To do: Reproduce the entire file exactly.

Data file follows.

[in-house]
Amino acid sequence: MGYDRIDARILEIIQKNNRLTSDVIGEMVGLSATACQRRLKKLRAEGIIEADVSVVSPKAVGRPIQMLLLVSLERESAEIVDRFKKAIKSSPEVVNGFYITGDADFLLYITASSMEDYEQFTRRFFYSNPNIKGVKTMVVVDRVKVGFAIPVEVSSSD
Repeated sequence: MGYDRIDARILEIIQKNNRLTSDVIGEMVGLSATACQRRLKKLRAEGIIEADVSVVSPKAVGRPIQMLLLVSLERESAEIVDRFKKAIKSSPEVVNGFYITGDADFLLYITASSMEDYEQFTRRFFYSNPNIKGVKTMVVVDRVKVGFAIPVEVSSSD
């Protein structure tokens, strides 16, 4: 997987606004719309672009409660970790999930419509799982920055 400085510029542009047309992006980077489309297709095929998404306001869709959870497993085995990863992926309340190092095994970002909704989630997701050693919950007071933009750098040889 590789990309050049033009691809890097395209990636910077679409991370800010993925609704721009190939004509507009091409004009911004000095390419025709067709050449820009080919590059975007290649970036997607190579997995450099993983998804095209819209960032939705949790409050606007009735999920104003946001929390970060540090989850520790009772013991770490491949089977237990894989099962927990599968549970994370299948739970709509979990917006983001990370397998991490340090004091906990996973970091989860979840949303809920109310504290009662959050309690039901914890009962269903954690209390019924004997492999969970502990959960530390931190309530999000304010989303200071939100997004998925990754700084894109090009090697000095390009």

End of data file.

[in-house]
Amino acid sequence: MGYDRIDARILEIIQKNNRLTSDVIGEMVGLSATACQRRLKKLRAEGIIEADVSVVSPKAVGRPIQMLLLVSLERESAEIVDRFKKAIKSSPEVVNGFYITGDADFLLYITASSMEDYEQFTRRFFYSNPNIKGVKTMVVVDRVKVGFAIPVEVSSSD
Repeated sequence: MGYDRIDARILEIIQKNNRLTSDVIGEMVGLSATACQRRLKKLRAEGIIEADVSVVSPKAVGRPIQMLLLVSLERESAEIVDRFKKAIKSSPEVVNGFYITGDADFLLYITASSMEDYEQFTRRFFYSNPNIKGVKTMVVVDRVKVGFAIPVEVSSSD
């Protein structure tokens, strides 16, 4: 997987606004719309672009409660970790999930419509799982920055 400085510029542009047309992006980077489309297709095929998404306001869709959870497993085995990863992926309340190092095994970002909704989630997701050693919950007071933009750098040889 590789990309050049033009691809890097395209990636910077679409991370800010993925609704721009190939004509507009091409004009911004000095390419025709067709050449820009080919590059975007290649970036997607190579997995450099993983998804095209819209960032939705949790409050606007009735999920104003946001929390970060540090989850520790009772013991770490491949089977237990894989099962927990599968549970994370299948739970709509979990917006983001990370397998991490340090004091906990996973970091989860979840949303809920109310504290009662959050309690039901914890009962269903954690209390019924004997492999969970502990959960530390931190309530999000304010989303200071939100997004998925990754700084894109090009090697000095390009």